It’s perfectly natural for a PAL mom to be reluctant to bond with the baby. PAL moms often stress over whether they’re bonding with the baby. There’s often a feeling that you’re too scared about something going wrong that you’re not bonding at all. On the flip side, you could be feeling nervous that you’re not scared enough. The idea being that not being scared will somehow make it feel worse if you lose this baby too.

And these feelings lead to the other emotionally complicated decision in a pregnancy after loss…

The Baby Shower

To have a baby shower or to not have a baby shower, that is the great question. Preparing for the baby, buying items for the baby, and having others shower your new bundle with love, are presumably some of the best parts of pregnancy. But if you’re expecting again after losing a baby, buying baby clothes and necessities and planning a baby shower can feel very heavy. It can often feel like a huge assumption to a mom who’s had to bury a baby. Why buy onesies, bottles, diapers, and baby blankets if you don’t need them in the end? Why set up the nursery?  Yet, these are things mothers should do. We’re supposed to nest. This baby deserves to be anticipated and celebrated too. It shouldn’t be so hard to decide these otherwise normal rites of passage in motherhood.

A Mother’s Worry

All moms worry. Google likely makes a lot of money from mothers looking up symptoms for their kids. Pregnant moms worry that their actions during pregnancy will affect the baby in some way. PAL moms have the added stress and anxiety that their stress and anxiety over the pregnancy will adversely affect the baby! That can lead to them silencing those emotions only to have them bubble up and explode at some point.

The Biggest Fear

All PAL moms have the (sometimes unspoken) fear that it will happen again. That lightning will strike twice and they’ll lose another baby. And they’re not sure how they will survive another loss. Once you’ve entered the pregnancy and infant loss world, you’re acutely aware that pregnancy doesn’t always end with a live, healthy baby. Nothing’s guaranteed. A PAL mom has also met many other bereaved parents and heard their stories and thus is very familiar with all the ways in which babies can die in pregnancy or infancy. Even when a PAL mom chooses to embrace the joy and excitement, and cherish every moment, it seems that we’ve all had this fear in the back of our minds. Spoken or unspoken, it’s there. And that is the ultimate mental load to carry.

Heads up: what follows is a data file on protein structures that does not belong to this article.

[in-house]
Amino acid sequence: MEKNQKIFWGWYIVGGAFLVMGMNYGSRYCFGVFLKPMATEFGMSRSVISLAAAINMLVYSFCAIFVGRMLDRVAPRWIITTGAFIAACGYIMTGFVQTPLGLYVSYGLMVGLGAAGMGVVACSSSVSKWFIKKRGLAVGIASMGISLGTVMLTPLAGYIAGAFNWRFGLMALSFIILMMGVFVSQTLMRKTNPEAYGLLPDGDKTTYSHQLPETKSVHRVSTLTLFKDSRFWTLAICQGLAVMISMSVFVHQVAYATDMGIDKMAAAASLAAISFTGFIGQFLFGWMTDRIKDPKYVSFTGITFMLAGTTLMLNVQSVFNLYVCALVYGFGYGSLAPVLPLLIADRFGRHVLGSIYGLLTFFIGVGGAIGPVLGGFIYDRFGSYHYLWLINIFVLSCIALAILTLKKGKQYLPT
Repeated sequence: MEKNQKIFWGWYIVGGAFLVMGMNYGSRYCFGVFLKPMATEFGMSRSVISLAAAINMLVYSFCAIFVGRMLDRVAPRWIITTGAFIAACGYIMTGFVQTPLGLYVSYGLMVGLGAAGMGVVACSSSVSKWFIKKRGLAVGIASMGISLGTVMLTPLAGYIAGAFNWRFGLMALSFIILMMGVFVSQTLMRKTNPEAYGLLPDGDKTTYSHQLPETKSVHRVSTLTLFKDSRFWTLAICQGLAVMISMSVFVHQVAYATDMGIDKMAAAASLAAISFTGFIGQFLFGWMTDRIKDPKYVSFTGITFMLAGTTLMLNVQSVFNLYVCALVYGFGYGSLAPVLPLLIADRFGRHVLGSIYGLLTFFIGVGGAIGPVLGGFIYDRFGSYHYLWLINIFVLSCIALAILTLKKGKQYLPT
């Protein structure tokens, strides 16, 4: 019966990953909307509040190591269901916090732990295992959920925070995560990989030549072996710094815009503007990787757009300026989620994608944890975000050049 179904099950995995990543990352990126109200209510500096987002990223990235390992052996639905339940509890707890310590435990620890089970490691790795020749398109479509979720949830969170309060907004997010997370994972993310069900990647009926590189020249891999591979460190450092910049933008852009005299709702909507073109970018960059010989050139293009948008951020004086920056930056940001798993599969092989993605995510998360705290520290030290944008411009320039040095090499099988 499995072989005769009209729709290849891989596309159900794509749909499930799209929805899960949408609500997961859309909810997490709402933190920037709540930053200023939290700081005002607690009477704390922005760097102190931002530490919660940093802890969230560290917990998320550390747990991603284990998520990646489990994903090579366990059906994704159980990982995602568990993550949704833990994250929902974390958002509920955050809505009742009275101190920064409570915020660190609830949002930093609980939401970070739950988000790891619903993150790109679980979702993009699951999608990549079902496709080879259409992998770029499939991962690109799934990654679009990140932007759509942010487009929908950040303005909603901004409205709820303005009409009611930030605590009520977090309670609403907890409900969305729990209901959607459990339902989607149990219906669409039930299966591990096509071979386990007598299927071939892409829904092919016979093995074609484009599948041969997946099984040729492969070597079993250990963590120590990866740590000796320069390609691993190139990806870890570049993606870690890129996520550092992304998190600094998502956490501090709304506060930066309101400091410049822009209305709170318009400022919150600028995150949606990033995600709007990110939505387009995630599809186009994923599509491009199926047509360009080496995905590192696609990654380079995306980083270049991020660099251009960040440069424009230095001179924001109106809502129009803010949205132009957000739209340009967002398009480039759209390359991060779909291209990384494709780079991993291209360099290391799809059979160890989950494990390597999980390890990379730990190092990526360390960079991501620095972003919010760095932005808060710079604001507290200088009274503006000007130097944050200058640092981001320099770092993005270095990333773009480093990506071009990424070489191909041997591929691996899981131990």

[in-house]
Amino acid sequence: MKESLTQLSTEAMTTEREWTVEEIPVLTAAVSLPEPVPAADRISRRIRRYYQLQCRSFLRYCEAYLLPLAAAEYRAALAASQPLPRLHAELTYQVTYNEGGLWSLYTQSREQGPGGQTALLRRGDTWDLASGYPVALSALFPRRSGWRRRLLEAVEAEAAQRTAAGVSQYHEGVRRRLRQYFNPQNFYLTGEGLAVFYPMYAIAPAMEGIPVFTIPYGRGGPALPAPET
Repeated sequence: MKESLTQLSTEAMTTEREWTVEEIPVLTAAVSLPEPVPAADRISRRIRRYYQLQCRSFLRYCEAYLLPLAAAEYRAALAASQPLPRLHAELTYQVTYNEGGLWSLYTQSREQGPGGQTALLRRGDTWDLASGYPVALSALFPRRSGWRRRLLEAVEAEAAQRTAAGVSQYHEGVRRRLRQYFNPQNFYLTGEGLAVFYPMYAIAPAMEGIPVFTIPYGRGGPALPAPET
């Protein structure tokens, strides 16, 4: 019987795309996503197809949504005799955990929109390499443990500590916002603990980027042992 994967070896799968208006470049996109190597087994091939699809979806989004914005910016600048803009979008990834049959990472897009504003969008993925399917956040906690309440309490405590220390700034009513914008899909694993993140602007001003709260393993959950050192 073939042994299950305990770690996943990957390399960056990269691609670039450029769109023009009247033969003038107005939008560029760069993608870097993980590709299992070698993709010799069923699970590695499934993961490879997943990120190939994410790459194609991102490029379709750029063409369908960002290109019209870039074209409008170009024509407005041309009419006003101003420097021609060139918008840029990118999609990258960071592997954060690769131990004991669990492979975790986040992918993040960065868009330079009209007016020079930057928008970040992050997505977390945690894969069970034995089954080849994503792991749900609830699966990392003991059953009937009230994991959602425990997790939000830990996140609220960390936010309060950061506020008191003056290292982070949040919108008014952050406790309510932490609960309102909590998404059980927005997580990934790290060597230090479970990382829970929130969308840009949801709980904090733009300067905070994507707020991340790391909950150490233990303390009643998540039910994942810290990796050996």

The Baby Who’s Not Here

Another worry a PAL mom carries with her is whether everybody is going to forget about the baby she lost the moment her rainbow baby is here. There’s a fear and anxiety that no one will bring up the other baby anymore. There’s reason to think that everyone will believe the PAL mom is fine now because she’s pregnant again and a new baby will help heal her broken heart.

And there’s also the fear that she will forget the other baby too. A new baby demands attention and as it grows will make it harder to focus on the one who’s not here.

This isn’t an exhaustive list of the invisible workload of the mother pregnant after a loss. Other PAL moms can surely add more invisible or unspoken worries that dominate their pregnancies.

For those of you who are supporting PAL moms, please ask them how they’re doing, and really let them tell you the honest answers. Take the time to really hear them. Carrying this heavy, invisible mental load can wear an already exhausted pregnant mother down.

To my expecting rainbow moms: be gentle with yourselves. Pregnancy after loss is the hardest thing you’ll ever do after losing your baby. Let yourself feel whatever you’re feeling. We’ve carried this load, and we’re here for you. And we’ll be holding out for hope with you.

*Photo by Volkan Olmez on Unsplash

Print Friendly, PDF & Email

About the Author:

Rebecca Markert
Rebecca Markert lives in Verona, Wisconsin, with her husband, Mike, and their three living children, Dexter, Audrey, and Owen. She gave birth to her first child, Lily, on Mother's Day 2010 after she went into preterm labor at 20 weeks. Rebecca had a septate uterus, which put her at risk for preterm labor and an incompetent cervix, among other things. Lily was a beautiful baby girl with her daddy's nose and her mommy's feet. She was stillborn. She was proof that love at first sight does exist. After another high risk pregnancy, Rebecca welcomed her rainbow, Dexter, in 2011. During her second pregnancy after loss, Rebecca realized how anxious and fearful she still was and sought out other women expecting again after loss. She, along with four other courageous mamas, formed the Rainbow Pregnancies of Madison group, which supports women pregnant after loss. Rebecca is still the facilitator of that group, which meets monthly and has an active, private Facebook page.

Leave A Comment

This site uses Akismet to reduce spam. Learn how your comment data is processed.